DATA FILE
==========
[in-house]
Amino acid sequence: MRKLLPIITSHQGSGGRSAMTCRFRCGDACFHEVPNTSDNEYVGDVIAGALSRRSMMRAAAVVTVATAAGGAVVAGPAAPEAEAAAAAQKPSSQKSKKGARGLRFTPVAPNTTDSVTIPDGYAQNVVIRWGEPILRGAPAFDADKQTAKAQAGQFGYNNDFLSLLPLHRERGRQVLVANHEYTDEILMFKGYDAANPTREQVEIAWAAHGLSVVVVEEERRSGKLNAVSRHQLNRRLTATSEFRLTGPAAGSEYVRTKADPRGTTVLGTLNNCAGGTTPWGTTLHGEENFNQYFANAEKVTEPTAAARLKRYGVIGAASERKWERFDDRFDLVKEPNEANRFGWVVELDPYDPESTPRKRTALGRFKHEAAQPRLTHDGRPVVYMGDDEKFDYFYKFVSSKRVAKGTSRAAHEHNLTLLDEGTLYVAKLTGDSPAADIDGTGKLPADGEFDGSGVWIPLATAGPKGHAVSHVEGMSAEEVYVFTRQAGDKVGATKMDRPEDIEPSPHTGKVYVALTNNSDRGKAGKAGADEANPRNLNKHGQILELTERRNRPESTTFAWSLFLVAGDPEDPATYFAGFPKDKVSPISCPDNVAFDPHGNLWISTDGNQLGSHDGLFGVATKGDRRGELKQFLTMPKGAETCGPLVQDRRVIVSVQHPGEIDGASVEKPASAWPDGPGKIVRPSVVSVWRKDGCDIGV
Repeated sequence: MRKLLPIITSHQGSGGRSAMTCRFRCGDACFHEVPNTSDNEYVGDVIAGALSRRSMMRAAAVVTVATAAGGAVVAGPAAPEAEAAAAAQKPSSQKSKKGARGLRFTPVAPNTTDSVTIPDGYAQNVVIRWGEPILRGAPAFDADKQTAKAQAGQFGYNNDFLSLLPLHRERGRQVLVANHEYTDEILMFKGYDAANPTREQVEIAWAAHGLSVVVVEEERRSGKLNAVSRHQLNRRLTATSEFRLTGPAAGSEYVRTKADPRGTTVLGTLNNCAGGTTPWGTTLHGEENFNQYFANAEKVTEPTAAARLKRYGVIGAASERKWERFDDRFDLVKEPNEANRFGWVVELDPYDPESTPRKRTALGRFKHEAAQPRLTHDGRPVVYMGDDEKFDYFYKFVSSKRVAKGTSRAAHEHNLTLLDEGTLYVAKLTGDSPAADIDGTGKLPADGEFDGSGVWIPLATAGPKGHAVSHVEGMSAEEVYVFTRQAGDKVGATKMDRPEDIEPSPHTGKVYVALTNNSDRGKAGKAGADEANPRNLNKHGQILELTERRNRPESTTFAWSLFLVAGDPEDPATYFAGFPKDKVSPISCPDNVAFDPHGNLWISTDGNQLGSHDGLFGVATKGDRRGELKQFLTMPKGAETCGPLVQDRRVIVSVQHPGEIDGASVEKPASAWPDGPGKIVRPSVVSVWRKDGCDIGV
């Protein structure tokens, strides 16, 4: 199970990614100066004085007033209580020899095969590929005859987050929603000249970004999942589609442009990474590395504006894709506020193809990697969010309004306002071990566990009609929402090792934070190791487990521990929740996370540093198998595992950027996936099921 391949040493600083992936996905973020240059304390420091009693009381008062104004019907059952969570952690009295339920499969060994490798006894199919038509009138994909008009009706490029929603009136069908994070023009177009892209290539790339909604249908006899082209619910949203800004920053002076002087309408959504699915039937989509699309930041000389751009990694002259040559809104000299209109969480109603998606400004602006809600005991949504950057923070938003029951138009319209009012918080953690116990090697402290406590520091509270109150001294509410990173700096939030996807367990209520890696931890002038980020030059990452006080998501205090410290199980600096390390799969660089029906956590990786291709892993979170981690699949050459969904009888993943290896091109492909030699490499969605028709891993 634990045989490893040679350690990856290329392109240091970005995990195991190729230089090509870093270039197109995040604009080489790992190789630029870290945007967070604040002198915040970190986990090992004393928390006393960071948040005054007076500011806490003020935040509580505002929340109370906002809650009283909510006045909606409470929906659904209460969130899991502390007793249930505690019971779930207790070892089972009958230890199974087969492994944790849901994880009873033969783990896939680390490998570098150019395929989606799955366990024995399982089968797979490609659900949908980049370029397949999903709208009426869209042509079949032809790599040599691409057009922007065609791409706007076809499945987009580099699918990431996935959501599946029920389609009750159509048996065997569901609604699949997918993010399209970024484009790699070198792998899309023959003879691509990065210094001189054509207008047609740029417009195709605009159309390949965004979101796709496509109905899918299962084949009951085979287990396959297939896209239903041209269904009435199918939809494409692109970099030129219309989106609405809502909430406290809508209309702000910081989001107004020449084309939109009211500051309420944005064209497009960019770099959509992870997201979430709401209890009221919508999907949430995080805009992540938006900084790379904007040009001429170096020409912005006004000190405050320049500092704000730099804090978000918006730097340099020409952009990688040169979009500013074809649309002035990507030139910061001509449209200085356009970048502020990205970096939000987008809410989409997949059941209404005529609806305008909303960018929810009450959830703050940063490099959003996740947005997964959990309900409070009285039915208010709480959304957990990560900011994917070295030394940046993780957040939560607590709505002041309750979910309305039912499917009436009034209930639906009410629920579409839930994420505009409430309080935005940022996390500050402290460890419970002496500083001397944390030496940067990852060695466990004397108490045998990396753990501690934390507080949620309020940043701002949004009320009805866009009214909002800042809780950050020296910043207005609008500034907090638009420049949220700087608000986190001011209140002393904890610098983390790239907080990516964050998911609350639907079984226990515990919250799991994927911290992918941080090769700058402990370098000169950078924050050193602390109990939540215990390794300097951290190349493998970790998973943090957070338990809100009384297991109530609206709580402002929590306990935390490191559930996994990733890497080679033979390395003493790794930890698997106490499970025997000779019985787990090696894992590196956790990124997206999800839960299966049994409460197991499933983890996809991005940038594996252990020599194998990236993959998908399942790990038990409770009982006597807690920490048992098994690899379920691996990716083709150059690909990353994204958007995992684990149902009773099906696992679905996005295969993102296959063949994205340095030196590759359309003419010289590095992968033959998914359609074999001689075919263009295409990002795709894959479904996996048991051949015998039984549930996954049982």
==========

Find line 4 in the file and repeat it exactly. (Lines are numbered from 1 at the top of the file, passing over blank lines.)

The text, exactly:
């Protein structure tokens, strides 16, 4: 199970990614100066004085007033209580020899095969590929005859987050929603000249970004999942589609442009990474590395504006894709506020193809990697969010309004306002071990566990009609929402090792934070190791487990521990929740996370540093198998595992950027996936099921 391949040493600083992936996905973020240059304390420091009693009381008062104004019907059952969570952690009295339920499969060994490798006894199919038509009138994909008009009706490029929603009136069908994070023009177009892209290539790339909604249908006899082209619910949203800004920053002076002087309408959504699915039937989509699309930041000389751009990694002259040559809104000299209109969480109603998606400004602006809600005991949504950057923070938003029951138009319209009012918080953690116990090697402290406590520091509270109150001294509410990173700096939030996807367990209520890696931890002038980020030059990452006080998501205090410290199980600096390390799969660089029906956590990786291709892993979170981690699949050459969904009888993943290896091109492909030699490499969605028709891993 634990045989490893040679350690990856290329392109240091970005995990195991190729230089090509870093270039197109995040604009080489790992190789630029870290945007967070604040002198915040970190986990090992004393928390006393960071948040005054007076500011806490003020935040509580505002929340109370906002809650009283909510006045909606409470929906659904209460969130899991502390007793249930505690019971779930207790070892089972009958230890199974087969492994944790849901994880009873033969783990896939680390490998570098150019395929989606799955366990024995399982089968797979490609659900949908980049370029397949999903709208009426869209042509079949032809790599040599691409057009922007065609791409706007076809499945987009580099699918990431996935959501599946029920389609009750159509048996065997569901609604699949997918993010399209970024484009790699070198792998899309023959003879691509990065210094001189054509207008047609740029417009195709605009159309390949965004979101796709496509109905899918299962084949009951085979287990396959297939896209239903041209269904009435199918939809494409692109970099030129219309989106609405809502909430406290809508209309702000910081989001107004020449084309939109009211500051309420944005064209497009960019770099959509992870997201979430709401209890009221919508999907949430995080805009992540938006900084790379904007040009001429170096020409912005006004000190405050320049500092704000730099804090978000918006730097340099020409952009990688040169979009500013074809649309002035990507030139910061001509449209200085356009970048502020990205970096939000987008809410989409997949059941209404005529609806305008909303960018929810009450959830703050940063490099959003996740947005997964959990309900409070009285039915208010709480959304957990990560900011994917070295030394940046993780957040939560607590709505002041309750979910309305039912499917009436009034209930639906009410629920579409839930994420505009409430309080935005940022996390500050402290460890419970002496500083001397944390030496940067990852060695466990004397108490045998990396753990501690934390507080949620309020940043701002949004009320009805866009009214909002800042809780950050020296910043207005609008500034907090638009420049949220700087608000986190001011209140002393904890610098983390790239907080990516964050998911609350639907079984226990515990919250799991994927911290992918941080090769700058402990370098000169950078924050050193602390109990939540215990390794300097951290190349493998970790998973943090957070338990809100009384297991109530609206709580402002929590306990935390490191559930996994990733890497080679033979390395003493790794930890698997106490499970025997000779019985787990090696894992590196956790990124997206999800839960299966049994409460197991499933983890996809991005940038594996252990020599194998990236993959998908399942790990038990409770009982006597807690920490048992098994690899379920691996990716083709150059690909990353994204958007995992684990149902009773099906696992679905996005295969993102296959063949994205340095030196590759359309003419010289590095992968033959998914359609074999001689075919263009295409990002795709894959479904996996048991051949015998039984549930996954049982």